Here, we take a look at slide guitar – one of the most distinctive and expressive guitar techniques
Slide guitar is the technique of using a hard object to slide over the strings in place of the fingers on the fretting hand. The advantage of this is that notes are not fixed in pitch to where the frets are placed. Instead, notes can smoothly move from one to another, giving slide guitar its unique sound.
Slide guitar has a long and interesting history, and many different styles, but learning to play can be as simple as just buying a slide and playing around, if you already play a guitar.
Here, we present a potted history and mini guide to slide guitar, so that you will be armed with all of the relevant information you need when you decide to give it a go…
It is believed by some that the true origin of the slide guitar is a traditional, single stringed African instrument. It was made popular in the US by black musicians from the Mississippi delta region. Parlour style guitars had become popular in the late 1800s, and, workers often took them around to fields and agricultural environments to entertain themselves.
The weather, humidity and changes in temperature did not always have the best effect on these instruments. As a result, they often ended up with very high playing actions, making it difficult to fret, and throwing out intonation.
To combat this, players used the backs of knives, or other hard objects, to slide across the strings in place of the fretting hand. This, combined with the rise of blues music popularised by Robert Johnson, Son House and Willy Brown, resulted in the birth of a new musical form.
During this period in Hawaii, a 15 year old by the name of Joseph Kekuku was playing around with ways to make new sounds with his Spanish guitar, and hit upon the idea of using a bolt he found by the railway line to slide across the strings.
He developed this, the slide evolving into a polished steel bar, and in the process created a sound that defined his country.
As a rule of thumb, Hawaiian style slide guitar is played on the lap, whilst blues style slide is played upright, as a traditional ‘Spanish’ guitar.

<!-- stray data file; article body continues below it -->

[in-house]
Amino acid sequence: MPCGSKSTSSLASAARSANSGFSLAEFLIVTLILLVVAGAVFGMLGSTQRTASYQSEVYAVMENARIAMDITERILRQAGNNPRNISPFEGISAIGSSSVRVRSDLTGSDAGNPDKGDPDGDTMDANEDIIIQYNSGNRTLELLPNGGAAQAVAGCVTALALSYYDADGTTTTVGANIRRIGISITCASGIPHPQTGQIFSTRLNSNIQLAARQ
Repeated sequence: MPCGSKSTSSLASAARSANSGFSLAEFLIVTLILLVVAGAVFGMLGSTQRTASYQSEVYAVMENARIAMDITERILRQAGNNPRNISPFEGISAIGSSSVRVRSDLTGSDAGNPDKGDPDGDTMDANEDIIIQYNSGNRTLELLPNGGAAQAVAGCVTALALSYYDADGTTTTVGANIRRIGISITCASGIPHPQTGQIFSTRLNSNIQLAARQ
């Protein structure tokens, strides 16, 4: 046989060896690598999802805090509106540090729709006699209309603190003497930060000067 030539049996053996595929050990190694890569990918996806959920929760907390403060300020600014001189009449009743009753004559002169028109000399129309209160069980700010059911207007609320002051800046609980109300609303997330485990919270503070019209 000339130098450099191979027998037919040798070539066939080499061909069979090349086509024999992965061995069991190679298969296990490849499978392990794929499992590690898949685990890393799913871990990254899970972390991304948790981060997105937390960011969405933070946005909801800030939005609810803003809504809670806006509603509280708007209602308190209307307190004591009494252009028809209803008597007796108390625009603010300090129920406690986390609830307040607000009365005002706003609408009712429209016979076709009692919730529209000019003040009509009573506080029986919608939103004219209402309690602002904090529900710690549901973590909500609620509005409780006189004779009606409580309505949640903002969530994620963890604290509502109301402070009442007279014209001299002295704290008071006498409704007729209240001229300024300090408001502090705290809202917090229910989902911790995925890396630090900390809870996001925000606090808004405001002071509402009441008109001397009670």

So, how do you play?
When playing slide, the manner of ‘fretting’ is very different. Rather than pressing the strings down to the fret board, the slide is pressed gently against the string to be played above the relevant fret. The material used (being much harder than a finger tip) acts in the same way as a fret would.
By playing a note and moving the slide up or down, the pitch also slides smoothly. Rapidly moving this around a particular fret gives a vibrato effect.
Though it’s possible to learn to play slide in standard EADGBE tuning, it is more common, and in many ways more useful, to play in open tunings (i.e. with strings tuned to open chords).
This has several advantages.
You can play groups of strings at the same fret together, and they will sound good. Hey, you can strum all of them together, and move the slide around and it will sound good.
You can place a capo on the fret-board in open tuning, and easily change key.
There are lots of different types of slides available. When playing a lap steel, you would typically use a polished steel bar.
When playing a ‘Spanish’ style guitar, tubular style slides are most common. Over the years, objects such as bottlenecks, metal pipes, socket wrenches and more have been used as slides. These have greatly influenced the range o ready-made slides that are available.
There are several factors that affect the tonal character, and style of a slide, and may influence your decision when picking one.
- Size – Everyone has different sized fingers, so getting the right size to fit is always important. Size also depends on which finger you choose to play with (more of that later…)
- How thick/ dense – This is less of an issue for electric guitarists, who can get away with a thinner walled slide. Acoustic guitarists may find a heavier, thicker slide more effective at isolating the strings, and stopping string movement when they are plucked.
- How hard – The most popular slides are made from Pyrex glass, porcelain, steel and brass. Like mass, the ideal hardness depends on the guitar, strings used and sound desired. As a general rule, softer slides are less suitable for acoustic guitars.
- Finger choice – Like a great many things in music, there is no right way to play slide. Therefore, the finger you decide to place the slide in is up to you. Often, however, the little finger is the best place to start to learn.
Playing slide guitar requires a lot of patience and practice. It is such a different experience to fretting that in some ways, it’s a bit like learning a new instrument.
Don’t let this put you off, however, as this is also the beauty of playing slide- your guitar suddenly becomes an entirely different instrument. This will take you in exciting new musical directions, and all for the price of a slide.
Joe is a contributor for the Dawsons Music blog. Specialising in product reviews and crafting content to help and inspire musicians of all musical backgrounds.